Major users of Haxe include BBC, Coca-Cola, Disney, Hasbro, Mattel, Nickelodeon, Prezi, TiVo, Toyota, and Zynga.

Kynapse

Kynapse is the artificial intelligence middleware product, developed by Kynogon, which was bought by Autodesk in 2008 and called Autodesk Kynapse. In 2011, it has been re-engineered and rebranded Autodesk Navigation.

Lightbot

Lightbot is an educational video game for learning software programming concepts, developed by Danny Yaroslavski. Lightbot has been played 7 million times, and is highly rated on iTunes and Google Play store. Lightbot is available as an online Flash game, and an application for Android and iOS mobile phones. Lightbot has been built with Flash and OpenFL.

The goal of Lightbot is to command a little robot to navigate a maze and turn on lights. Players arrange symbols on the screen to command the robot to walk, turn, jump, switch on a light and so on. The maze and the list of symbols become more complicated as the lessons progress. While using such commands, players learn programming concepts like loops, procedures and more, without entering code in any programming language.

Lightweight Java Game Library

The Lightweight Java Game Library (LWJGL) is an open-source Java software library for video game developers. It exposes high performance cross-platform libraries commonly used in developing video games and multimedia titles, such as Vulkan, OpenGL, OpenAL and OpenCL. It further provides access to controllers such as gamepads, steering wheels and joysticks in a platform-neutral way.The primary goal of the project is to provide a way for Java developers to get access to resources that are otherwise unavailable or poorly implemented on the existing Java platform. The main philosophy is to expose underlying technology as a thin wrapper, thus creating an API close to the original. It is also the basis of many high-level Java game engines and libraries, such as libGDX or the jMonkeyEngine.

LWJGL is available under a BSD license.On 13 November 2014 version 3 was announced, which was released in alpha version on 27 April 2015 and is a complete rewrite of LWJGL. Many new bindings, including GLFW, EGL and Objective-C, were added. Support for Oculus Rift development was also added with LibOVR bindings. The new version was released on 4 June 2016, after more than 3 and a half years in development.

List of Adobe Flash software

The following is a list of notable software for creating, modifying and deploying Adobe Flash and Adobe Shockwave format.

Mobile app development

Mobile app development is the act or process by which a mobile app is developed for mobile devices, such as personal digital assistants, enterprise digital assistants or mobile phones. These applications can be pre-installed on phones during manufacturing platforms, or delivered as web applications using server-side or client-side processing (e.g., JavaScript) to provide an "application-like" experience within a Web browser. Application software developers also must consider a long array of screen sizes, hardware specifications, and configurations because of intense competition in mobile software and changes within each of the platforms. Mobile app development has been steadily growing, in revenues and jobs created. A 2013 analyst report estimates there are 529,000 direct app economy jobs within the EU 28 members, 60% of which are mobile app developers.As part of the development process, mobile user interface (UI) design is also essential in the creation of mobile apps. Mobile UI considers constraints, contexts, screen, input, and mobility as outlines for design. The user is often the focus of interaction with their device, and the interface entails components of both hardware and software. User input allows for the users to manipulate a system, and device's output allows the system to indicate the effects of the users' manipulation. Mobile UI design constraints include limited attention and form factors, such as a mobile device's screen size for a user's hand(s). Mobile UI contexts signal cues from user activity, such as location and scheduling that can be shown from user interactions within a mobile app. Overall, mobile UI design's goal is mainly for an understandable, user-friendly interface. The UI of mobile apps should: consider users' limited attention, minimize keystrokes, and be task-oriented with a minimum set of functions. This functionality is supported by mobile enterprise application platforms or integrated development environments (IDEs).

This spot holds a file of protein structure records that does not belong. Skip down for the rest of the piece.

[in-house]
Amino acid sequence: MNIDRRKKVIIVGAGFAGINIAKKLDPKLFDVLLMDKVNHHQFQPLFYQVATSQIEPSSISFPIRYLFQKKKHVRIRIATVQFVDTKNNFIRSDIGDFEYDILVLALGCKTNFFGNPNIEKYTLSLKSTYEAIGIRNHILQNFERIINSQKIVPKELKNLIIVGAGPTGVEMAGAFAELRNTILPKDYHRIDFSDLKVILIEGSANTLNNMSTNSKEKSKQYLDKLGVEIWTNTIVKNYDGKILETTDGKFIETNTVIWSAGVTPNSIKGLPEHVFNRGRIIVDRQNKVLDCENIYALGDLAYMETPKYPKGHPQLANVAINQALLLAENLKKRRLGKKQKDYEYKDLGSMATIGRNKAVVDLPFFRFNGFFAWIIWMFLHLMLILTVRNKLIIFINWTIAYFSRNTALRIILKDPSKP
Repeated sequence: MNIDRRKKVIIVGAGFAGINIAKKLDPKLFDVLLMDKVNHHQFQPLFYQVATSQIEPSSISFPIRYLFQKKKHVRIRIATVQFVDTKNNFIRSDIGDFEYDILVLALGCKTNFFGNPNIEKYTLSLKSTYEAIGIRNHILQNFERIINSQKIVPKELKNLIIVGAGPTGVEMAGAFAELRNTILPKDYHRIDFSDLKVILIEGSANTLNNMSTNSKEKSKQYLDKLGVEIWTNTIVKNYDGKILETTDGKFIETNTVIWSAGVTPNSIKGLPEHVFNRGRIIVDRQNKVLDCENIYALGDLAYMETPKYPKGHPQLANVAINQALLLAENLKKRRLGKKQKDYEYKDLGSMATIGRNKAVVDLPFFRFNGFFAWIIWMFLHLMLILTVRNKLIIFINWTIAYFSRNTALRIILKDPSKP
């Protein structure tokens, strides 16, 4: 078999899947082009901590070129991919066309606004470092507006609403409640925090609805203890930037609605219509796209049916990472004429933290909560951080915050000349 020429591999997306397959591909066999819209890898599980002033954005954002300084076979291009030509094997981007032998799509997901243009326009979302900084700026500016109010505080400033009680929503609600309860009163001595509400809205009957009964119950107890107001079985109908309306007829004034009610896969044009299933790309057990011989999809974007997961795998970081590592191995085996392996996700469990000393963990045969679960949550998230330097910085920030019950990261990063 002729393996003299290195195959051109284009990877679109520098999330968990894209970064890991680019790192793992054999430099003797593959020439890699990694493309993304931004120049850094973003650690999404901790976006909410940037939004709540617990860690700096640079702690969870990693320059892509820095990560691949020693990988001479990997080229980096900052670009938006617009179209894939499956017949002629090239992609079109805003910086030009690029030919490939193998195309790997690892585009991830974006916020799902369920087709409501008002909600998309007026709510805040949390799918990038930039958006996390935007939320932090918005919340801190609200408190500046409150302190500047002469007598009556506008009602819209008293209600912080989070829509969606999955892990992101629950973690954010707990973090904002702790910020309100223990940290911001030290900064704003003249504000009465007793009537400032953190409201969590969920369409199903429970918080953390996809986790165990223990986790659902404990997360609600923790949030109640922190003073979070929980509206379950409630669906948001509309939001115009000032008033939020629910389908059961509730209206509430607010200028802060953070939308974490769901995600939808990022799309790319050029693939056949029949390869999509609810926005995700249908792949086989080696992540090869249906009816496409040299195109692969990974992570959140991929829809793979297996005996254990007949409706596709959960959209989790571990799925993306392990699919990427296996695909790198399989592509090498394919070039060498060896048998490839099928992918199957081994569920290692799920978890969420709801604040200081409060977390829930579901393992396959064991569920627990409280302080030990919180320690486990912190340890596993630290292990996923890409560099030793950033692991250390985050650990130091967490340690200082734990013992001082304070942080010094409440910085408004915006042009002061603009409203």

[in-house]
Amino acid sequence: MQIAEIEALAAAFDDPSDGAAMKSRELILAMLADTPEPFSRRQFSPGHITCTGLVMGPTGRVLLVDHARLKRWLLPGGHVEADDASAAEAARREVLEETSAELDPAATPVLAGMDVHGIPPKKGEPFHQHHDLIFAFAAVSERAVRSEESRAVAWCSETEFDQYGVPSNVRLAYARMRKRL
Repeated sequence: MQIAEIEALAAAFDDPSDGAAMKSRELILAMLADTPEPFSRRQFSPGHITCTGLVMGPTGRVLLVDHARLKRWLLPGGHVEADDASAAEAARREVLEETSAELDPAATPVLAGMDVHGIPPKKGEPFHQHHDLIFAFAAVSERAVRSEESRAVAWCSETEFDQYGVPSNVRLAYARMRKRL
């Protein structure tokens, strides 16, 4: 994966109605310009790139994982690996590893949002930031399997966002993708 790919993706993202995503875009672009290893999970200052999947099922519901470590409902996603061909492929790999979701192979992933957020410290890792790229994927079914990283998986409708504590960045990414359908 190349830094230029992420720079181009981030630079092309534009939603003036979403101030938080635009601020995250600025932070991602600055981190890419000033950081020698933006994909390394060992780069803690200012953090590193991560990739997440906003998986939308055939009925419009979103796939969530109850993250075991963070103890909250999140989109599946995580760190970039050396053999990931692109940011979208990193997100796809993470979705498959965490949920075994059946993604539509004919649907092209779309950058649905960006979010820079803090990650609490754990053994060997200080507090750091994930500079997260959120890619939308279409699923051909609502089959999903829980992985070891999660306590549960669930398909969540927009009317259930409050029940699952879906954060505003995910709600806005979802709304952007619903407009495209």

Mobile UIs, or front-ends, rely on mobile back-ends to support access to enterprise systems. The mobile back-end facilitates data routing, security, authentication, authorization, working off-line, and service orchestration. This functionality is supported by a mix of middleware components including mobile app server, mobile backend as a service (MBaaS), and service-oriented architecture (SOA) infrastructure.

NekoVM

NekoVM is a virtual machine developed by Nicolas Cannasse as part of research and development (R&D) efforts at two indie video game firms in Bordeaux, France: first at Motion Twin and then at Shiro Games. NekoVM's native language is the bytecode for a high-level dynamically typed programming language called Neko. This pairing allows Neko to be used directly as an embedded scripting language or to target NekoVM by compiling some other language (such as Haxe) to NekoVM bytecode.

Starling Framework

Starling is an open source game framework used to create 2D games that run both on mobile and desktop platforms. It recreates the traditional Flash display list architecture on top of accelerated graphics hardware. Several commercial games have been built with Starling, including Angry Birds Friends and Incredipede.

Stencyl

Stencyl is a video game development tool that allows users to create 2D video games for computers, mobile devices, and the web. The software is available for free, with select publishing options available for purchase. The software was originally called "StencylWorks" while in development and for the initial release, but was later shortened to just "Stencyl".